I’ve been searching for a job for over a year in Hampton Roads. My background is in accounting and finance. I’m a convicted felon with three DUIs. I’ve abstained from alcohol and attend AA meetings and counseling. I had my civil rights restored in 2007, and am currently petitioning Governor McDonnell for a pardon. I’ve also contacted my delegate and senator for help. I joined two job clubs and I’m registered with the Virginia Employment Commission and Opportunity Inc. I’m active with my church, Toastmasters and the Jaycees. I do volunteer work and go to Chamber events. I also use social media to connect with people. I’ve contacted numerous business and local government leaders, submitted dozens of resumes, and have had both interviews and informational interviews. People say I’m doing the right things but I haven’t received any offers. What more can I do?
Need a chance
Dear Need a chance:
I am very impressed with all your efforts. You obviously understand the importance of networking and using the diverse resources and tools available to job seekers. I suggest that you customize each resume and cover letter you send to a potential employer. The ones you sent to me were generic. You want to show your knowledge of each organization's mission and the particular position you are seeking within the organization. That being said, your status as a convicted felon with three DUIs is your Achilles heel, especially with the job market as competitive as it is. Your best bet is to get a pardon, but it is not easy nor is it a panacea. I contacted Thomas B. Shuttleworth, an attorney with Shuttleworth, Ruloff, Swain, Haddad & Morecock, P.C. in Virginia Beach, VA (http://www.srgslaw.com/Attorneys/Thomas-B-Shuttleworth.shtml) for his perspective. He specializes in the defense of citizens accused and the representation of injured persons. He stated:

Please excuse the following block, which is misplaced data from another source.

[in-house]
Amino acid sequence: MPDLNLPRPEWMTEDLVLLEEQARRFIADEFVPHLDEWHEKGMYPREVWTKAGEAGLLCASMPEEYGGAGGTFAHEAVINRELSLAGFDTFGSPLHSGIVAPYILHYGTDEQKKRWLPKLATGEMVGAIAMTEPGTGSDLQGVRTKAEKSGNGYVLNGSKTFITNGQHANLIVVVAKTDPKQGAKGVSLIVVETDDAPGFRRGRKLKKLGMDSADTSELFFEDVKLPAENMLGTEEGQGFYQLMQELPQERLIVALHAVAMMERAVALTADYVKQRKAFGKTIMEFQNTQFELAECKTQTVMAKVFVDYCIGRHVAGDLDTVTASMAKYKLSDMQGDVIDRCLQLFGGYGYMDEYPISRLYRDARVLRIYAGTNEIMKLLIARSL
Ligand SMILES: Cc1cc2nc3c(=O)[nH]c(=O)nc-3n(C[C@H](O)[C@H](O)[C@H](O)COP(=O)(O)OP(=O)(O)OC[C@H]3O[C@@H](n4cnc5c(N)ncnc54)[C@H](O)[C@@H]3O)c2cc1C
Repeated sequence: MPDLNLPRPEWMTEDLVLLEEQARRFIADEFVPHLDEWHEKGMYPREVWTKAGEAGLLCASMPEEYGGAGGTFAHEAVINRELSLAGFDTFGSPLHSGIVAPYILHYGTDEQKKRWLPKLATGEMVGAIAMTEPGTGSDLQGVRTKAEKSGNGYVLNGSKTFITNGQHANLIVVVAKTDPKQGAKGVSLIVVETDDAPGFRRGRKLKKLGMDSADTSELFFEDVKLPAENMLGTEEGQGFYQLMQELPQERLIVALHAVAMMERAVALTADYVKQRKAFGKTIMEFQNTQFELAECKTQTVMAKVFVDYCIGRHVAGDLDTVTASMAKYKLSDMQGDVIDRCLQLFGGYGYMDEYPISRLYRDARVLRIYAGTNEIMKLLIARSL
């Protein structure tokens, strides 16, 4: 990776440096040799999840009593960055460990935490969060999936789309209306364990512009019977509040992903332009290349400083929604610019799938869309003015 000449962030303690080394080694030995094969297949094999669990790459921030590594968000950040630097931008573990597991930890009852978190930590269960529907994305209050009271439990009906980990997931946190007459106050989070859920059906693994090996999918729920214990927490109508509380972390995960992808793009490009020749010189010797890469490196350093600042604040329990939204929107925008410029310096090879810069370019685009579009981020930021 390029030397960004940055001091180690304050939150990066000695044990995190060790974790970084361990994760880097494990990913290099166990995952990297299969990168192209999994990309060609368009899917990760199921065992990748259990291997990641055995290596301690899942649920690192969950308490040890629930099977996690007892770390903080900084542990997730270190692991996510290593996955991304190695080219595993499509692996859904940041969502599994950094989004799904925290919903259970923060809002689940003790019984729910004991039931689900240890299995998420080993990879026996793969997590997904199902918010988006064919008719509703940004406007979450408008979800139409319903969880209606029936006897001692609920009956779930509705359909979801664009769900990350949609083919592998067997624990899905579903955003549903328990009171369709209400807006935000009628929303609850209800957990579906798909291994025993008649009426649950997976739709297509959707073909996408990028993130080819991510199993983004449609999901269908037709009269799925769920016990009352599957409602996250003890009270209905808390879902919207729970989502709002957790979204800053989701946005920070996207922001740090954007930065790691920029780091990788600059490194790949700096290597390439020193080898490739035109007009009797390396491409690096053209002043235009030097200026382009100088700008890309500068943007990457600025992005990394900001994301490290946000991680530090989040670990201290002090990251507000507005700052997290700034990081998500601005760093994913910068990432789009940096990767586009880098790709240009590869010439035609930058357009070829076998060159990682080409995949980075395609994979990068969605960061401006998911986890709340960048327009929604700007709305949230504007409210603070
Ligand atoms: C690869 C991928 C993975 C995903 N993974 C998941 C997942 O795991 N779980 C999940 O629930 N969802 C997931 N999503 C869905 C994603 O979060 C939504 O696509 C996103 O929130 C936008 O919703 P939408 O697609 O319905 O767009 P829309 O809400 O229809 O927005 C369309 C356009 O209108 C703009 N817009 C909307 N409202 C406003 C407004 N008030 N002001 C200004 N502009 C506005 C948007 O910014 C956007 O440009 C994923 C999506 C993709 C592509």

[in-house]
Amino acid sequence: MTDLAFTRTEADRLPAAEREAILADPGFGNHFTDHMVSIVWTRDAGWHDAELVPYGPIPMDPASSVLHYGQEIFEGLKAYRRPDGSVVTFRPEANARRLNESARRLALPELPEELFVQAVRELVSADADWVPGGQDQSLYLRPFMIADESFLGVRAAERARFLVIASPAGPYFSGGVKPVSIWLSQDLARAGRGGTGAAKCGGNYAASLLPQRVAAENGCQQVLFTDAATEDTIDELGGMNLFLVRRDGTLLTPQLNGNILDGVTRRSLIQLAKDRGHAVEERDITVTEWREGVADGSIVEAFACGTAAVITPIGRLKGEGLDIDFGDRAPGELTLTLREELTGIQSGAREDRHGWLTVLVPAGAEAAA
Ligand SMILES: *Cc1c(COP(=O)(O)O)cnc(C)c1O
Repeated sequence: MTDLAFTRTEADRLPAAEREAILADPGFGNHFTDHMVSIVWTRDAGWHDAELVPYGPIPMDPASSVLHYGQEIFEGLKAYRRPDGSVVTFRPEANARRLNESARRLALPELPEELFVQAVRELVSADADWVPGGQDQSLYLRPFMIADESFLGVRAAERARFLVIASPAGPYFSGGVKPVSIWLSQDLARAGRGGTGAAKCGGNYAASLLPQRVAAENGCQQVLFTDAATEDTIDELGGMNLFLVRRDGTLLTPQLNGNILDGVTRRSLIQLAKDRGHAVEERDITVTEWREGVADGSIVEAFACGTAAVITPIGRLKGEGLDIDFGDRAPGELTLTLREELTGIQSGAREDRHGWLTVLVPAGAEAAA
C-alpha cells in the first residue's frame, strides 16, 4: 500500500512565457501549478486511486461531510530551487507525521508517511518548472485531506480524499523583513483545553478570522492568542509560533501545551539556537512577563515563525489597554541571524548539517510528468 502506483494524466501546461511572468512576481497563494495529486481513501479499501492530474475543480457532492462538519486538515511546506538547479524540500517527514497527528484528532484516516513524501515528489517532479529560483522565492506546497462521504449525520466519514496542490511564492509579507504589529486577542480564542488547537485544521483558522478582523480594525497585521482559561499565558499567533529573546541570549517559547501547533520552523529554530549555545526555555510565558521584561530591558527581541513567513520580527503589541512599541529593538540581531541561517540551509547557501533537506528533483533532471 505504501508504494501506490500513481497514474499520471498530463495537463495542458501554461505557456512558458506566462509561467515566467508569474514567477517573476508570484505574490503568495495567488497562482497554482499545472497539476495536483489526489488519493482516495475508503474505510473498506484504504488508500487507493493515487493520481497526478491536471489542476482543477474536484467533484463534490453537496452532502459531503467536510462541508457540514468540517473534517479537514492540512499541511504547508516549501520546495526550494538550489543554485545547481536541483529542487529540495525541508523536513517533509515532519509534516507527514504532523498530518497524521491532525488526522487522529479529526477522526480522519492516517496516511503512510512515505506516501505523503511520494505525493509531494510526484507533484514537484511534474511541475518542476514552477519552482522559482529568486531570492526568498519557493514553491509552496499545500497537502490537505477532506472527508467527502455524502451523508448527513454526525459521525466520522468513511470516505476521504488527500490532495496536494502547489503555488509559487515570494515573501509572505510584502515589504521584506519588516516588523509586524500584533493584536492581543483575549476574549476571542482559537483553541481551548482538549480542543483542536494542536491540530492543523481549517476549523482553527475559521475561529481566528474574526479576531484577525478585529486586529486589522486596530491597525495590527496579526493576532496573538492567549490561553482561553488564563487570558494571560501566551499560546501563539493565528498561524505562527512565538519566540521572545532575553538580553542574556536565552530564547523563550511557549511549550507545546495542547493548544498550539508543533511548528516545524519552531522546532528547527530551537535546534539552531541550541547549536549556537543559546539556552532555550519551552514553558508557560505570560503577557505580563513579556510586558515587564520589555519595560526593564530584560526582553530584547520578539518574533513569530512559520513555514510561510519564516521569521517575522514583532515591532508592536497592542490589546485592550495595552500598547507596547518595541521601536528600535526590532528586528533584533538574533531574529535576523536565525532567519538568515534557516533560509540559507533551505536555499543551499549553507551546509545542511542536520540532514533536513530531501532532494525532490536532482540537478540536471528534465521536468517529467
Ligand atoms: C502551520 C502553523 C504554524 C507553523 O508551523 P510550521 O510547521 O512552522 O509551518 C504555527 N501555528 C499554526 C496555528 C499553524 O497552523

“I think that it will be difficult, if not impossible, to have your felony record expunged. Governors’ pardons do not necessarily result in your arrest record being expunged. Any prospective employer (especially one for whom you would have to drive a car as part of the job) is going to be very hesitant to offer you a position. I am sure by now you have realized that actions have consequences and your difficulty in finding a job is a consequence of your three DUI convictions. Good luck in what for you is going to be a difficult task.”
Regardless of your circumstances, do not give up! I wish you all the best!
I work for a small family-owned business where the owner’s son does clerical and courier work for us. It’s obvious he doesn’t want to be here. He makes lots of mistakes and has a terrible attitude, but that doesn’t make it right for his father to call him “stupid” and an “idiot.” You can hear him say those things to his son behind closed doors; and he has voluntarily shared those feelings with me on numerous occasions and I’m not even close to him. It’s really hard to listen to. I don’t think he expects me to tell him he’s out of line, unprofessional, and a bad dad, but I’d like to. What do you suggest?
Too hot to handle
Dear Too hot to handle:
Since you are not close to the owner and he is the kind of father that would say those things to and about his son, I doubt he would be appreciative or gracious if you broached the subject with him. I suggest you say nothing.
© 2010 Rozanne R. Worrell